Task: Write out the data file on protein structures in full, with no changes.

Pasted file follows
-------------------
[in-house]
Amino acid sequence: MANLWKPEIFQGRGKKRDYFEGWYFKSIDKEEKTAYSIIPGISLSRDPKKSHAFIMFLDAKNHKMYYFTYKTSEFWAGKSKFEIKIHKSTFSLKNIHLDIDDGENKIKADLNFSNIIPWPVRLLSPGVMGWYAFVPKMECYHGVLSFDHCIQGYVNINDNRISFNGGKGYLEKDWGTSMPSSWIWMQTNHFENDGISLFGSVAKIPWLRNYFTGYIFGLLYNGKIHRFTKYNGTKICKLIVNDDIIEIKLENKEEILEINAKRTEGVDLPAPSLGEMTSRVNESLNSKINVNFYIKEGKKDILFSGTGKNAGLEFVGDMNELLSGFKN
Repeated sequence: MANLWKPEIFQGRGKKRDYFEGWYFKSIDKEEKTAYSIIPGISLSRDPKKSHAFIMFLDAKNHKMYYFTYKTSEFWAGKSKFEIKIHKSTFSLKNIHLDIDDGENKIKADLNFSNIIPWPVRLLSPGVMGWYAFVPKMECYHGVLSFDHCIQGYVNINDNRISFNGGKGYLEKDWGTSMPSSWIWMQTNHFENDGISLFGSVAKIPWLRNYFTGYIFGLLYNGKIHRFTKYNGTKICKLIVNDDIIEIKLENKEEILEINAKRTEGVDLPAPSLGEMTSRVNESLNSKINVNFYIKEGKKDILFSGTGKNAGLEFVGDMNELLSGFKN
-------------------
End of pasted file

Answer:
[in-house]
Amino acid sequence: MANLWKPEIFQGRGKKRDYFEGWYFKSIDKEEKTAYSIIPGISLSRDPKKSHAFIMFLDAKNHKMYYFTYKTSEFWAGKSKFEIKIHKSTFSLKNIHLDIDDGENKIKADLNFSNIIPWPVRLLSPGVMGWYAFVPKMECYHGVLSFDHCIQGYVNINDNRISFNGGKGYLEKDWGTSMPSSWIWMQTNHFENDGISLFGSVAKIPWLRNYFTGYIFGLLYNGKIHRFTKYNGTKICKLIVNDDIIEIKLENKEEILEINAKRTEGVDLPAPSLGEMTSRVNESLNSKINVNFYIKEGKKDILFSGTGKNAGLEFVGDMNELLSGFKN
Repeated sequence: MANLWKPEIFQGRGKKRDYFEGWYFKSIDKEEKTAYSIIPGISLSRDPKKSHAFIMFLDAKNHKMYYFTYKTSEFWAGKSKFEIKIHKSTFSLKNIHLDIDDGENKIKADLNFSNIIPWPVRLLSPGVMGWYAFVPKMECYHGVLSFDHCIQGYVNINDNRISFNGGKGYLEKDWGTSMPSSWIWMQTNHFENDGISLFGSVAKIPWLRNYFTGYIFGLLYNGKIHRFTKYNGTKICKLIVNDDIIEIKLENKEEILEINAKRTEGVDLPAPSLGEMTSRVNESLNSKINVNFYIKEGKKDILFSGTGKNAGLEFVGDMNELLSGFKN